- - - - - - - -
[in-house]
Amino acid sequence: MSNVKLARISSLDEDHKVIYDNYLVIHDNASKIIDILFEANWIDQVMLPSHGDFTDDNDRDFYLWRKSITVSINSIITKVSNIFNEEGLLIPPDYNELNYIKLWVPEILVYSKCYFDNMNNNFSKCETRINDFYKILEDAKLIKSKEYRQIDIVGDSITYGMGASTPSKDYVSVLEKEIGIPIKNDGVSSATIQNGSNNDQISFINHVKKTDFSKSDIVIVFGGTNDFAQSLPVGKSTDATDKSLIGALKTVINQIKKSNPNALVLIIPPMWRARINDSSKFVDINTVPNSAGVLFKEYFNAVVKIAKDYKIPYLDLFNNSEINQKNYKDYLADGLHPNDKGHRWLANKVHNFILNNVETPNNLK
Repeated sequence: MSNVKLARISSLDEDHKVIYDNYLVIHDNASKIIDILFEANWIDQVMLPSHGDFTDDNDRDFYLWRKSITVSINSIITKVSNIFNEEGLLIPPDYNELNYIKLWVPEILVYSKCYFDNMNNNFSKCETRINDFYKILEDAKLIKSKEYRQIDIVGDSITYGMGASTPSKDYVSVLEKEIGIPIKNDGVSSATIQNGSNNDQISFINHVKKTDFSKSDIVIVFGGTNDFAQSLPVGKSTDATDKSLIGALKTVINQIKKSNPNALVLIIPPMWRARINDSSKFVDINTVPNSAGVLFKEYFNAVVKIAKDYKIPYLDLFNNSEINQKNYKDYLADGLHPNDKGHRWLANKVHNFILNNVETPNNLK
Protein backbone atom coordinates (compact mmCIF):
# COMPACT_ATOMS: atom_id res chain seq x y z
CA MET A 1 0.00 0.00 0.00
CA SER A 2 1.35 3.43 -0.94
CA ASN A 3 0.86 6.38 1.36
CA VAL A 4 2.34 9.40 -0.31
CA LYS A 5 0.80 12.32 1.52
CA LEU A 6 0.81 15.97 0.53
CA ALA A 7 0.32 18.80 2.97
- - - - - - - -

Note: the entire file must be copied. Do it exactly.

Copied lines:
[in-house]
Amino acid sequence: MSNVKLARISSLDEDHKVIYDNYLVIHDNASKIIDILFEANWIDQVMLPSHGDFTDDNDRDFYLWRKSITVSINSIITKVSNIFNEEGLLIPPDYNELNYIKLWVPEILVYSKCYFDNMNNNFSKCETRINDFYKILEDAKLIKSKEYRQIDIVGDSITYGMGASTPSKDYVSVLEKEIGIPIKNDGVSSATIQNGSNNDQISFINHVKKTDFSKSDIVIVFGGTNDFAQSLPVGKSTDATDKSLIGALKTVINQIKKSNPNALVLIIPPMWRARINDSSKFVDINTVPNSAGVLFKEYFNAVVKIAKDYKIPYLDLFNNSEINQKNYKDYLADGLHPNDKGHRWLANKVHNFILNNVETPNNLK
Repeated sequence: MSNVKLARISSLDEDHKVIYDNYLVIHDNASKIIDILFEANWIDQVMLPSHGDFTDDNDRDFYLWRKSITVSINSIITKVSNIFNEEGLLIPPDYNELNYIKLWVPEILVYSKCYFDNMNNNFSKCETRINDFYKILEDAKLIKSKEYRQIDIVGDSITYGMGASTPSKDYVSVLEKEIGIPIKNDGVSSATIQNGSNNDQISFINHVKKTDFSKSDIVIVFGGTNDFAQSLPVGKSTDATDKSLIGALKTVINQIKKSNPNALVLIIPPMWRARINDSSKFVDINTVPNSAGVLFKEYFNAVVKIAKDYKIPYLDLFNNSEINQKNYKDYLADGLHPNDKGHRWLANKVHNFILNNVETPNNLK
Protein backbone atom coordinates (compact mmCIF):
# COMPACT_ATOMS: atom_id res chain seq x y z
CA MET A 1 0.00 0.00 0.00
CA SER A 2 1.35 3.43 -0.94
CA ASN A 3 0.86 6.38 1.36
CA VAL A 4 2.34 9.40 -0.31
CA LYS A 5 0.80 12.32 1.52
CA LEU A 6 0.81 15.97 0.53
CA ALA A 7 0.32 18.80 2.97